Scouting for diseases: Myrothecium leaf spot

Editor’s note: This article is from the archives of the MSU Crop Advisory Team Alerts. Check the label of any pesticide referenced to ensure your use is included.    

Pathogen: Myrothecium roridum.

Hosts: Lamium, Molucella, Rudbeckia and Salvia.

Symptoms: This disease causes leaf spots. Concentric rings may develop in the lesions. Raised, black sporodochia develop on diseased tissue. In high humidity, the sporodochia are encircled by a tuft of white growth.

Spread: Spores are splash-dispersed by irrigation water and rainfall.

Management:
Avoid injuries to plants. Young or injured tissue is most susceptible. One common cause of wounding is packaging for shipping; disease readily develops following shipping. Avoid excessive fertilization – high fertilizer rates that favor lush foliage growth have also been associated with disease outbreaks. Reduce periods of leaf wetness by carefully timing irrigation. Fungicide applications may be needed to control severe disease problems.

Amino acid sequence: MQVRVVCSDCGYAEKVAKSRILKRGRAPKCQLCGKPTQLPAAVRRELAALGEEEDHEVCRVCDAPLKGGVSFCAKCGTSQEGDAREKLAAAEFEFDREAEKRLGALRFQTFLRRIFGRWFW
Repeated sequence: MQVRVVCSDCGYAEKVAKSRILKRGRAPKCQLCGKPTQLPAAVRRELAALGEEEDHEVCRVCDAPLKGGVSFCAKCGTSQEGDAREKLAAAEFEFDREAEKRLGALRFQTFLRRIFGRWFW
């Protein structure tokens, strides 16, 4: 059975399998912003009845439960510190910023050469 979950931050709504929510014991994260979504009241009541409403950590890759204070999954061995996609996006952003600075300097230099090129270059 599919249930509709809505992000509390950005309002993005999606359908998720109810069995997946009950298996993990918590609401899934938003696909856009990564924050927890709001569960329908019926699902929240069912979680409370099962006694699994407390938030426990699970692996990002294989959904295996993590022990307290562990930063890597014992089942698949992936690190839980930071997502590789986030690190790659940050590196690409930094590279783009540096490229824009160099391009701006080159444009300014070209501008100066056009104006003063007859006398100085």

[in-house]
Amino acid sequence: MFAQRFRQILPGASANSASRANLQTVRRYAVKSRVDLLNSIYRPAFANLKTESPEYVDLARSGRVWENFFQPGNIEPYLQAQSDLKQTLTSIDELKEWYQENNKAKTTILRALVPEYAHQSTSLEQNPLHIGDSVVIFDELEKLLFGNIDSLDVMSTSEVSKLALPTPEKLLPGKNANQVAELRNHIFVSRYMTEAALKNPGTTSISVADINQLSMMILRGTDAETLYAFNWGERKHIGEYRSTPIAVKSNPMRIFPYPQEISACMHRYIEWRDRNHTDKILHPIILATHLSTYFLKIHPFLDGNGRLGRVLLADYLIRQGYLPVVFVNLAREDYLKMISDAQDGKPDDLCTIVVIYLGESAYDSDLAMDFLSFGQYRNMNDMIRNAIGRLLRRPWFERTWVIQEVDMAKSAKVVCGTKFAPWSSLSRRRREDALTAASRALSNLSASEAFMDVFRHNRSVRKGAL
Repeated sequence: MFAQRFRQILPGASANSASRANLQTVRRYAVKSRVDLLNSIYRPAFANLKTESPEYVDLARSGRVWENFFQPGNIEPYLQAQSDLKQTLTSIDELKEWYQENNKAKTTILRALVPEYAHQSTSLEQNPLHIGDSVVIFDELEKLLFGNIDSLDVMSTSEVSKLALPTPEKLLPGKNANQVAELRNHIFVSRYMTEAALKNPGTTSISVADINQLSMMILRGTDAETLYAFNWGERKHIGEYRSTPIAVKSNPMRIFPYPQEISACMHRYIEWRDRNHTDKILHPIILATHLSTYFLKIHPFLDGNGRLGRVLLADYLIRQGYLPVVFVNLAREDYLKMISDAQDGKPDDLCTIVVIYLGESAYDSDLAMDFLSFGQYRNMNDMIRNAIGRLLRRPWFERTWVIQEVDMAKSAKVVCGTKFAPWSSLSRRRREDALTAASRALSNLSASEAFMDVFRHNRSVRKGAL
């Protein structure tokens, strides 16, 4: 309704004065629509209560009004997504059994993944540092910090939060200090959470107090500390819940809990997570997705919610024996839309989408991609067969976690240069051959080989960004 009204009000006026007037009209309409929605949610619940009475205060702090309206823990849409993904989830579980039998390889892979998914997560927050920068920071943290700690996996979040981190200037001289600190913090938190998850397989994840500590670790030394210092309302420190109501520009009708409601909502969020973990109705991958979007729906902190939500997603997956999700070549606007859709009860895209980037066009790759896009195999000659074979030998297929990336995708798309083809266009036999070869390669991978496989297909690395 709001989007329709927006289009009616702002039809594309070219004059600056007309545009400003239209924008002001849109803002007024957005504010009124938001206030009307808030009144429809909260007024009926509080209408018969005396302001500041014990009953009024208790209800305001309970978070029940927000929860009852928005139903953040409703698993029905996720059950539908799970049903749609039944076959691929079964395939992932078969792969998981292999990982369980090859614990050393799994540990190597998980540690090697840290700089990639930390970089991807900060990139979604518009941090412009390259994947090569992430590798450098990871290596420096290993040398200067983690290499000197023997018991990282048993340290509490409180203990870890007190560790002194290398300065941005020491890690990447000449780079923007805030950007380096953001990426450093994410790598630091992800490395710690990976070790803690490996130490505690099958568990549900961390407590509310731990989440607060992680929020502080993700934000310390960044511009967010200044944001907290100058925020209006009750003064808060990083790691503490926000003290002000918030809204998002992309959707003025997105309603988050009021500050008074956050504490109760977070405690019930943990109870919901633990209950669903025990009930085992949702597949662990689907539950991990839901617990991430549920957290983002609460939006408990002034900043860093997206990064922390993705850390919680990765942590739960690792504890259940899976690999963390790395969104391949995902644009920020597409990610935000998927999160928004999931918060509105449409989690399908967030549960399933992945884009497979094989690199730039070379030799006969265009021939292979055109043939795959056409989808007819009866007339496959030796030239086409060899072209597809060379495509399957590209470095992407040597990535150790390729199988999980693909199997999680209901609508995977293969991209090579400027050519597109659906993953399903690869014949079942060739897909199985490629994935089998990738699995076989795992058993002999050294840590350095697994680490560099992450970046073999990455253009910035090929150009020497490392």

Editor’s note: The information in this article is from MSU Extension publication E-2981, A Pocket Guide for IPM Scouting in Herbaceous Perennials. The publication can be ordered through MSU Extension: http://ipm.msu.edu/perennials.htm

Sporodochia
Black, raised sporodochia on diseased tissue.
Note that many are surrounded by a white tuft of
spores.

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